| 12.8°C Belfast

Victims post for ex-prisoner could be a clever diversion

Are some of those who were once held at Her Majesty's pleasure about to smooth the pathway between Martin McGuinness and her Majesty? The will-he/won't-he speculation is building again with the Royal visit to Belfast and Enniskillen less than two weeks away.

On the surface, it appears the mood has been darkening between Sinn Fein and unionists regarding the Queen and the possibility of THAT handshake.

The former's complaints about the organisation of the Jubilee party, the hints from inside Sinn Fein that there is internal opposition to the meeting and the warnings from unionist politicians that snubbing Her Majesty would send a negative message to the entire pro-union community, has created the impression that the Royal visit is turning into a political battlefield.

In the midst of this souring atmosphere comes news that Sinn Fein has appointed yet another ex prisoner to a ministerial position. Jennifer McCann's elevation to junior minister at Stormont has unnerved a lot of unionists, especially given that her portfolio includes the issue of how to look after the victims of the Troubles.

To opponents of powersharing such as TUV leader Jim Allister, her promotion represents the "depravity of Stormont political arrangements." After all, for Allister and for others, Jennifer McCann was a perpetrator rather than victim. She was sentenced back in the early 1980s for her role in the attempted murder of a policeman.

In her defence, McCann has pointed out that she is an elected MLA for West Belfast and has a mandate from the electorate.

She also stresses her record in helping the victims of state violence, but vows to work with all victims, presumably including those who suffered at the hands of the organisation she used to belong to - the Provisional IRA.

Allister certainly landed a few blows on the DUP over this latest ministerial appointment. The TUV leader pointed to the fact the DUP appeared to sanction McCann's promotion in the same week that it was advocating new harsher sentences for the murder of serving officers in the Police Service of Northern Ireland.

Perhaps, however, there is a benign interpretation to this ministerial decision which might be more than just a coincidence. The Sinn Fein base may be slightly restless over the prospect of a figure as senior as Martin McGuinness pressing the flesh with the Queen. (Although it has to be emphasised that reports of dissent within Sinn Fein are often grossly exaggerated.)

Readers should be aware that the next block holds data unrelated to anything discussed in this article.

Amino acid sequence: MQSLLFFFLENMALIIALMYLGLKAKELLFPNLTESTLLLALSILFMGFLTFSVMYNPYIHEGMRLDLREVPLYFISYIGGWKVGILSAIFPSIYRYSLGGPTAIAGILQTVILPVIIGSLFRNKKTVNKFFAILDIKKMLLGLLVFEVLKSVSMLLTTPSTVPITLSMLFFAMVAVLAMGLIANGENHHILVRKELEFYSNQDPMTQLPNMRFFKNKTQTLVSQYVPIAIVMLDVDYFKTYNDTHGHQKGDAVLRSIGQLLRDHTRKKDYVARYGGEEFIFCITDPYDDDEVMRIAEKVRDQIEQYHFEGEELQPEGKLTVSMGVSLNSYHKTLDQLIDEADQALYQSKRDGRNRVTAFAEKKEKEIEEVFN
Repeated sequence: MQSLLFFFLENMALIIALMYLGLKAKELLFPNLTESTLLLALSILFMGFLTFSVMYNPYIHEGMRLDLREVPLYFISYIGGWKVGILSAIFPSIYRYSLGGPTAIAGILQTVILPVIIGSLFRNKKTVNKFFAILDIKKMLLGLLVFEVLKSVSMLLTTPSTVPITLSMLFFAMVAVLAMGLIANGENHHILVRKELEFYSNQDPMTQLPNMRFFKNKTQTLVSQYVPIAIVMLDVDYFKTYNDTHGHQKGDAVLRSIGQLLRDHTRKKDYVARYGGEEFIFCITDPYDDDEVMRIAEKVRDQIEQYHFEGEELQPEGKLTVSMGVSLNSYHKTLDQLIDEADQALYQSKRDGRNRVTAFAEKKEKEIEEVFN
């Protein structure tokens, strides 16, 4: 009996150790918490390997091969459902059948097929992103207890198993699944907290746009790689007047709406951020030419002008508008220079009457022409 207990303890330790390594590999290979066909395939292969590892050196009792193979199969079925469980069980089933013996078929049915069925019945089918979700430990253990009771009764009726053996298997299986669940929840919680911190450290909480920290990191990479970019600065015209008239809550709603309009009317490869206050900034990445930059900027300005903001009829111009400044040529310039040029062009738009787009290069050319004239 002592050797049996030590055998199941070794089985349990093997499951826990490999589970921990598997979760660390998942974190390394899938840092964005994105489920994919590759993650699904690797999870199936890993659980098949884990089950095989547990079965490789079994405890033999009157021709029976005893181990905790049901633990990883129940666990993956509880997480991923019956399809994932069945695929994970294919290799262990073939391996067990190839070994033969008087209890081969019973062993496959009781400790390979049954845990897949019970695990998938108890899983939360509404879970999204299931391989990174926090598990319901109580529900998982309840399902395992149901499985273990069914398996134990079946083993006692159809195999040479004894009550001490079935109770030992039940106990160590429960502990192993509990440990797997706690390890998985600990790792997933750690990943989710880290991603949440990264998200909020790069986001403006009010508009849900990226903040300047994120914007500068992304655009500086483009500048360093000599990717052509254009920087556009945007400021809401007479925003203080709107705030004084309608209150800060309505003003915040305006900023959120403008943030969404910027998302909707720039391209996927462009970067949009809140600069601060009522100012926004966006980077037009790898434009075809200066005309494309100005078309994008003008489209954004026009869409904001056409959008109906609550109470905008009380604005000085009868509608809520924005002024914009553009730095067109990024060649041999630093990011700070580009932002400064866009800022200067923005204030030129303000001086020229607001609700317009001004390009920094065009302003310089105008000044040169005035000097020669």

The elevation of someone like Jennifer McCann with her so-called 'war record' and her links via the Twinbrook area with Bobby Sands (despite the fact that Sands' own family have long distanced themselves from Sinn Fein) represents a significant nod to the grassroots.

Upsetting Jim Allister and a few voices in the UUP certainly deflects attention from any furore over Martin McGuinness shaking hands with a royal. It may even quieten any internal rumblings there are about that historic meeting.

Is it too Machiavellian to suspect that there may even be some of that old peace process choreography going on here?

Ironically, if something similar had happened south of the border there might have been even more of a row.

During last autumn's presidential campaign, Martin McGuinness lost considerable ground, particularly in 'Middle Ireland', after being confronted on the election trail by the son of an Irish soldier who the IRA had shot dead in the 1980s.

Appointing someone with a jail record in the Republic would have retired gardai denouncing Sinn Fein in their newspaper columns and victims organisations saying that such a person would not be fit to deal with those they represent.

As is always the case with ongoing partition, what's good enough for the morally complex polity north of the border just isn't good enough for the majority in the south.